CALGARY - He may not be happy that he's still stuck in a Vancouver Canucks sweater, but goalie Roberto Luongo is pleased to be a No. 1 goalie again and in a heated competition to become Canada's starter at the Olympics.
"Yeah, I don't think it matters," said Luongo, when asked on the opening day of the Canadian Olympic team orientation camp if he's happy about going back to Vancouver. "I'm happy to be playing and being a starter, that's what matters for now, and that's what I'm focused on. At the end of the day, that's all you really need, right?"
The 34-year-old Luongo is one of five goalies invited to the camp, along with Carey Price, Mike Smith, Braden Holtby and Corey Crawford.
After a tumultuous time in Vancouver, in which Cory Schneider supplanted Luongo as the No. 1 goalie in the Canucks first-round series against the eventual Stanley Cup champion Los Angeles Kings in 2012, Vancouver general manager Mike Gillis never delivered on his promise to trade Luongo.
The way he handled the affair has made a Luongo fan out of Canadian Olympic team head coach Mike Babcock.
Winner with Canada
"What Lou has going for him is that he's won in the past," Babcock said. "I've been with him twice at world championships and in 2010 and he wins every time. So he's got that confidence in himself and he's been through a tumultuous time and I thought handled it with extreme class and professionalism.
"That's got to make him feel good about who he is, and I'm actually proud of him the way he's handled himself. He's been fantastic. But he's here like everyone else, you want to get off to a good start if you're a goaltender, you want to be feeling good."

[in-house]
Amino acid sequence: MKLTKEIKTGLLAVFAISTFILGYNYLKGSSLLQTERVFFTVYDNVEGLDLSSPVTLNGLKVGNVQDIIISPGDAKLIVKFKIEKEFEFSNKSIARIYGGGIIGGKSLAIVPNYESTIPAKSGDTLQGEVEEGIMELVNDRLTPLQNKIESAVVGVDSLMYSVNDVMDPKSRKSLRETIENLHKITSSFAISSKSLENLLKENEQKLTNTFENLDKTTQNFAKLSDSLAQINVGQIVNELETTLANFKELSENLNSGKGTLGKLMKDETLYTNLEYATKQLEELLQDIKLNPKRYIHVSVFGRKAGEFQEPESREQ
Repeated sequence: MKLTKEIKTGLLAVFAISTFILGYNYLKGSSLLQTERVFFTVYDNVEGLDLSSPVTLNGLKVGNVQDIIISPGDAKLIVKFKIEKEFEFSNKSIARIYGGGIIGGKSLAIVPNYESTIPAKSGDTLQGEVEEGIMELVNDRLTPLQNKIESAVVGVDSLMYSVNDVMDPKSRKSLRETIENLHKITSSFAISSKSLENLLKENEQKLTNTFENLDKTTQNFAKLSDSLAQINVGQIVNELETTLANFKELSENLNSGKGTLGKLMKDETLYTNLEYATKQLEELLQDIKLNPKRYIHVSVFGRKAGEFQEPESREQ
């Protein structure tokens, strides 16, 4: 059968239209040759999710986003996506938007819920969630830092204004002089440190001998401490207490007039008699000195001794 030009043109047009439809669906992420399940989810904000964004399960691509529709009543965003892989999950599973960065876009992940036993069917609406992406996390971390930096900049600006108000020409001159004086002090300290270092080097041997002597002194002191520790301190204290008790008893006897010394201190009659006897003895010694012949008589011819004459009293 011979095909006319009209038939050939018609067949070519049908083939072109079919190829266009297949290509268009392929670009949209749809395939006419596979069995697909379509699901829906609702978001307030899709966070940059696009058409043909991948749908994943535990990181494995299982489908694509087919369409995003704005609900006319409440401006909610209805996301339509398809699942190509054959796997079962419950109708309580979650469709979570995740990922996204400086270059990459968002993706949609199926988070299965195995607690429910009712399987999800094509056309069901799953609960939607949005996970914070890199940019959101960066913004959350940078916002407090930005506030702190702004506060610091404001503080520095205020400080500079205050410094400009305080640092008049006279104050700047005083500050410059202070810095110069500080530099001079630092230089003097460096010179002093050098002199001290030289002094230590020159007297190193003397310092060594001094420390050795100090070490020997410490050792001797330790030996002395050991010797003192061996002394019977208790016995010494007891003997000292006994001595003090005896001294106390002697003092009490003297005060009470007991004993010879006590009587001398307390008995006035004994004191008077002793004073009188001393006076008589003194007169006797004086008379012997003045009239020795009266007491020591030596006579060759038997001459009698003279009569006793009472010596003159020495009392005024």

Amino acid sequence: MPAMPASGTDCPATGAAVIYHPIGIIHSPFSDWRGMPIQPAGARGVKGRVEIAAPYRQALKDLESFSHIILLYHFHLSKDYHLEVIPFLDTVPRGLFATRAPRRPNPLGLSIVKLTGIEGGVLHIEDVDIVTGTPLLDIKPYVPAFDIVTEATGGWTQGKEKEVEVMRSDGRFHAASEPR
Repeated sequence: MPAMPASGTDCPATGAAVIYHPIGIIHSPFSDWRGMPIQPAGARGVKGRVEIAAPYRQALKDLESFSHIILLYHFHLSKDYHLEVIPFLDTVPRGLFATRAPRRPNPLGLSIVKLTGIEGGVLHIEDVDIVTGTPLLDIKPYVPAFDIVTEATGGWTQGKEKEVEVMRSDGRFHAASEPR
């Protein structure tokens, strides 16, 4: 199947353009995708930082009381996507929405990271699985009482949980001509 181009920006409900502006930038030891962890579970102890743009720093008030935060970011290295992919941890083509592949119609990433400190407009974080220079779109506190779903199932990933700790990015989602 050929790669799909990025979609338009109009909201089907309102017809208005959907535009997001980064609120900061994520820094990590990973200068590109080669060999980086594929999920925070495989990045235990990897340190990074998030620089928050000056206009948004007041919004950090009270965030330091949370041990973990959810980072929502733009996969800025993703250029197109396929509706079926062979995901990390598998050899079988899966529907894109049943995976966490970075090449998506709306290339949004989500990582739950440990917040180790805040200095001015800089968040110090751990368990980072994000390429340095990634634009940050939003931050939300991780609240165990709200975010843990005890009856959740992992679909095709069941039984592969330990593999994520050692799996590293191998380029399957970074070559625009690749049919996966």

Luongo was relayed Babcock's remarks.
"Yeah, I mean listen, you go through stuff throughout your life and your career, and you try to learn from them, you try to get stronger from them, and I think over the course of the last year I've been through a few things, and hopefully got some experience out of it, made me a better player, a better person," he said. "So, right now, I just want to play hockey, doesn't matter where it is. I'm happy to be starting again, and I want to focus on playing hockey and being ready.
It's not that I wanted out of Vancouver so bad. We all saw what happened, for the last few years, and I just felt it was time to move on. That's it."
In 2010, Luongo replaced Martin Brodeur as the No. 1 goalie of the Canadian Olympic team when the latter faltered against the United States in the round-robin. Luongo wound up being Canada's guy the rest of the way.
Now he has a chance to redeem himself in Vancouver and establish himself as one of the game's elite netminders.
"A bit of both, I think," Luongo said. "I was a backup last year, so you know, you start to wonder certain things, but I obviously knew the first half of this season was going to be really important, so that's what I kept telling myself in the back of my mind, and not to think too much about it, and that things will sort themselves out and I'd have another opportunity to re-establish myself.
"It's good to be talking hockey again. Unfortunately we're not going on the ice, but this is a good start, and at the end of the day, I just want to play hockey and focus on that and eliminate as many of the distractions as I can."
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